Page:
To run the second query as expected you would just need to add
WITH n. In your query you would need to filter the result and pass it for optional match which is to be done using WITH
START n = node(*) WHERE n.username = 'blevine'
OPTIONAL MATCH n-[:Person]->person
OPTIONAL MATCH n-[:UserLink]->role
RETURN n AS user,person,collect(role) AS roles
From the documentation
WHERE defines the MATCH patterns in more detail. The predicates are part of the
pattern description, not a filter applied after the matching is done.
This means that WHERE should always be put together with the MATCH clause it belongs to.
when you do start n=node(*) where n.name="xyz" you need to pass the result explicitly into your next optional matches. But when you do MATCH (n) WHERE n.name="xyz" this tells graph specifically what node to start looking into.
Here is the thing. The documentation says Optional Match returns
null if a pattern is not found so in your first case, it includes all those results too where
n.username property is
null or cases where
n doesnt even have a relationship suggested in the
OPTIONAL MATCH pattern. So when you do a
WITH n , the graph is explicitly told to use only n.
Excerpt from the documentation (link : here)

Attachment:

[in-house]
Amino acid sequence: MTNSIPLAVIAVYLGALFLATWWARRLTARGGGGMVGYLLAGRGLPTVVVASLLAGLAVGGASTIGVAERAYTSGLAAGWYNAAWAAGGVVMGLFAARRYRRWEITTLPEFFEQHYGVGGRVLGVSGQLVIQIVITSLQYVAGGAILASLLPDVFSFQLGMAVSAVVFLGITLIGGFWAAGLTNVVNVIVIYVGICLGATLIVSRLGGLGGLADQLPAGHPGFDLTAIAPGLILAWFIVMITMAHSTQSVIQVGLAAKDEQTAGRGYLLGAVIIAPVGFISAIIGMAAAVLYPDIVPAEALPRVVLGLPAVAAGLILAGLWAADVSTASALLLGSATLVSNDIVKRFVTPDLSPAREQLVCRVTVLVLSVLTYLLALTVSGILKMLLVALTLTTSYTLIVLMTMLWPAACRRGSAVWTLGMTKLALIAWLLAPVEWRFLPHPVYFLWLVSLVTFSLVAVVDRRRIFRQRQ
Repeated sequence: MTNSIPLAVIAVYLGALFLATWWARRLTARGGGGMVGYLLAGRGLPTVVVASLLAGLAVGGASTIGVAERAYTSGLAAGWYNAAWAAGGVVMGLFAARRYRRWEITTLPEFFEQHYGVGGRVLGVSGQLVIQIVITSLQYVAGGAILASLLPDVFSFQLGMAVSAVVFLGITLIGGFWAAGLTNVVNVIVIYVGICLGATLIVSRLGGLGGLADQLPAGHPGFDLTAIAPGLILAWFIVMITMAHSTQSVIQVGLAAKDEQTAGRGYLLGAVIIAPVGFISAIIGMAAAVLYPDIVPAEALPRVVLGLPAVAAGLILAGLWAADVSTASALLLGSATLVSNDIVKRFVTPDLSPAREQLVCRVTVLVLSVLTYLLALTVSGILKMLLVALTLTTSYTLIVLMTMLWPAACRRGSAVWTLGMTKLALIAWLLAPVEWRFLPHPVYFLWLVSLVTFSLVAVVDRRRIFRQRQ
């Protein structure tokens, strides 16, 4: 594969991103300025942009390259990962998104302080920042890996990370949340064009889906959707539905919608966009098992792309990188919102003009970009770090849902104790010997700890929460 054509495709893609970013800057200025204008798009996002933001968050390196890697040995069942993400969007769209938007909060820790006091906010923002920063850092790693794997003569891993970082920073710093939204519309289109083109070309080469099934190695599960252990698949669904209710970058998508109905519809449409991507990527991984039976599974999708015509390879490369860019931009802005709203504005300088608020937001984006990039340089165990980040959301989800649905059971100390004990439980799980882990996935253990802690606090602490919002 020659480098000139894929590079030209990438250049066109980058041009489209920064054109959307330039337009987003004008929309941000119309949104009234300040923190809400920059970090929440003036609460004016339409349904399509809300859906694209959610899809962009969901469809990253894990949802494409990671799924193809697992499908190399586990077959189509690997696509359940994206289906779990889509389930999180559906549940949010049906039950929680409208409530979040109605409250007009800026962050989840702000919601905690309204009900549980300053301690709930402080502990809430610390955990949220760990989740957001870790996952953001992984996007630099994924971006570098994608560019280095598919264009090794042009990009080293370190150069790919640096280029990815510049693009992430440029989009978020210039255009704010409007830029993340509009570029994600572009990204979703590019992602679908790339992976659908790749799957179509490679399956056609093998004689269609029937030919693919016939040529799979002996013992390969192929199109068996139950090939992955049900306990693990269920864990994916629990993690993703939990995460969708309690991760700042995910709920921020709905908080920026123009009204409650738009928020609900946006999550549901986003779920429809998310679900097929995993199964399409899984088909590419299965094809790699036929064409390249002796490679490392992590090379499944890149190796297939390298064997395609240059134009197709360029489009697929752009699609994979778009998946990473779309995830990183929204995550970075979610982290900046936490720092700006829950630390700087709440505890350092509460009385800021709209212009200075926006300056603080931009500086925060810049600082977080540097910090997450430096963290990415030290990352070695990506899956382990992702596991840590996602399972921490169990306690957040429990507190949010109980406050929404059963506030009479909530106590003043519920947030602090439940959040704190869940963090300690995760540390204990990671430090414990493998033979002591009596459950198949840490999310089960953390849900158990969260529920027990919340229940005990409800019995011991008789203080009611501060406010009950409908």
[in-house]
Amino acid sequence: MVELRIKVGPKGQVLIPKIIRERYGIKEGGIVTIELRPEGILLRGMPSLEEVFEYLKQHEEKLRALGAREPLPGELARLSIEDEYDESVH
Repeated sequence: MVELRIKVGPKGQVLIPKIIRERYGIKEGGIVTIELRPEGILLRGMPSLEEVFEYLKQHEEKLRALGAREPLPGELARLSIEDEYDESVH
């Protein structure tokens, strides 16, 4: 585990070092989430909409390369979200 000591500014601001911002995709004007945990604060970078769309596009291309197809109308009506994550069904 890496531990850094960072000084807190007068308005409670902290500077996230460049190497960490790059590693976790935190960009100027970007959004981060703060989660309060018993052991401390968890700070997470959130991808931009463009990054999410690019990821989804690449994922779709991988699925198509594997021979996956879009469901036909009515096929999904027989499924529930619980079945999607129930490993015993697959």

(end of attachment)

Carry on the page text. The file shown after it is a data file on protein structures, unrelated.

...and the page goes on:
OPTIONAL MATCH matches patterns against your graph database, just like MATCH does.
The difference is that if no matches are found, OPTIONAL MATCH will use NULLs for
missing parts of the pattern. OPTIONAL MATCH could be considered the Cypher
equivalent of the outer join in SQL.
Either the whole pattern is matched, or nothing is matched. Remember that
WHERE is part of the pattern description, and the predicates will be
considered while looking for matches, not after. This matters especially
in the case of multiple (OPTIONAL) MATCH clauses, where it is crucial to
put WHERE together with the MATCH it belongs to.
Also few more things to note about the behaviour of WHERE clause: here
WHERE is not a clause in it’s own right — rather, it’s part of MATCH,
OPTIONAL MATCH, START and WITH.
In the case of WITH and START, WHERE simply filters the results.
For MATCH and OPTIONAL MATCH on the other hand, WHERE adds constraints
to the patterns described. It should not be seen as a filter after the
matching is finished.